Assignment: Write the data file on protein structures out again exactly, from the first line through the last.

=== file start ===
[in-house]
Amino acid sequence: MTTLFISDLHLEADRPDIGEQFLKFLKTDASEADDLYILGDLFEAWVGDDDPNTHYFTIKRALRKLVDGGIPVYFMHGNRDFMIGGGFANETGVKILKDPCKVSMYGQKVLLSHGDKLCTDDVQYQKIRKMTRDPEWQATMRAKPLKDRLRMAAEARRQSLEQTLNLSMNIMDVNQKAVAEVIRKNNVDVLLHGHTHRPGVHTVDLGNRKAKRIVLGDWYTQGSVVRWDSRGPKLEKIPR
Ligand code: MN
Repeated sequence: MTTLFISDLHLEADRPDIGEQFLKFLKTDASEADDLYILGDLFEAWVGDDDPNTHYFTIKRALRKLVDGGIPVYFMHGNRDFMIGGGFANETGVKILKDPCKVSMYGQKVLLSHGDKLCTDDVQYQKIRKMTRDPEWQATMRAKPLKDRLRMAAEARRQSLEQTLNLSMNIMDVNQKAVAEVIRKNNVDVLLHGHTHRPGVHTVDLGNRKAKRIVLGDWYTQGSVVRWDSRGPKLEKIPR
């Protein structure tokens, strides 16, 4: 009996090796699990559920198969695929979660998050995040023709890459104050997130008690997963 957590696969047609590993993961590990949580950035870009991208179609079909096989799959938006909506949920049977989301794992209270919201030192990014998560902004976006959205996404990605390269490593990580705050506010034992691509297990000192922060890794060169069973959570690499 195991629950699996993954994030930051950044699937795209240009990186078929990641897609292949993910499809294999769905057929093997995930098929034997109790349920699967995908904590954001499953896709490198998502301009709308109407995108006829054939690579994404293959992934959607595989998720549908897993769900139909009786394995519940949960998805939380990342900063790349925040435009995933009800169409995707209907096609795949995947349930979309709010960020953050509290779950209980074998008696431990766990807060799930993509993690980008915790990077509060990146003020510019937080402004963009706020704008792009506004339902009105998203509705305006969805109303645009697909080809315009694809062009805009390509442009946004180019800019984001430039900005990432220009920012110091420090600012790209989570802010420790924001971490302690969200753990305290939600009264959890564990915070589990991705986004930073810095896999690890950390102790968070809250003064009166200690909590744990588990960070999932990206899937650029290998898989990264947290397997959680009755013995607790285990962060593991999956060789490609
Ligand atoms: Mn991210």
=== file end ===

[in-house]
Amino acid sequence: MTTLFISDLHLEADRPDIGEQFLKFLKTDASEADDLYILGDLFEAWVGDDDPNTHYFTIKRALRKLVDGGIPVYFMHGNRDFMIGGGFANETGVKILKDPCKVSMYGQKVLLSHGDKLCTDDVQYQKIRKMTRDPEWQATMRAKPLKDRLRMAAEARRQSLEQTLNLSMNIMDVNQKAVAEVIRKNNVDVLLHGHTHRPGVHTVDLGNRKAKRIVLGDWYTQGSVVRWDSRGPKLEKIPR
Ligand code: MN
Repeated sequence: MTTLFISDLHLEADRPDIGEQFLKFLKTDASEADDLYILGDLFEAWVGDDDPNTHYFTIKRALRKLVDGGIPVYFMHGNRDFMIGGGFANETGVKILKDPCKVSMYGQKVLLSHGDKLCTDDVQYQKIRKMTRDPEWQATMRAKPLKDRLRMAAEARRQSLEQTLNLSMNIMDVNQKAVAEVIRKNNVDVLLHGHTHRPGVHTVDLGNRKAKRIVLGDWYTQGSVVRWDSRGPKLEKIPR
């Protein structure tokens, strides 16, 4: 009996090796699990559920198969695929979660998050995040023709890459104050997130008690997963 957590696969047609590993993961590990949580950035870009991208179609079909096989799959938006909506949920049977989301794992209270919201030192990014998560902004976006959205996404990605390269490593990580705050506010034992691509297990000192922060890794060169069973959570690499 195991629950699996993954994030930051950044699937795209240009990186078929990641897609292949993910499809294999769905057929093997995930098929034997109790349920699967995908904590954001499953896709490198998502301009709308109407995108006829054939690579994404293959992934959607595989998720549908897993769900139909009786394995519940949960998805939380990342900063790349925040435009995933009800169409995707209907096609795949995947349930979309709010960020953050509290779950209980074998008696431990766990807060799930993509993690980008915790990077509060990146003020510019937080402004963009706020704008792009506004339902009105998203509705305006969805109303645009697909080809315009694809062009805009390509442009946004180019800019984001430039900005990432220009920012110091420090600012790209989570802010420790924001971490302690969200753990305290939600009264959890564990915070589990991705986004930073810095896999690890950390102790968070809250003064009166200690909590744990588990960070999932990206899937650029290998898989990264947290397997959680009755013995607790285990962060593991999956060789490609
Ligand atoms: Mn991210």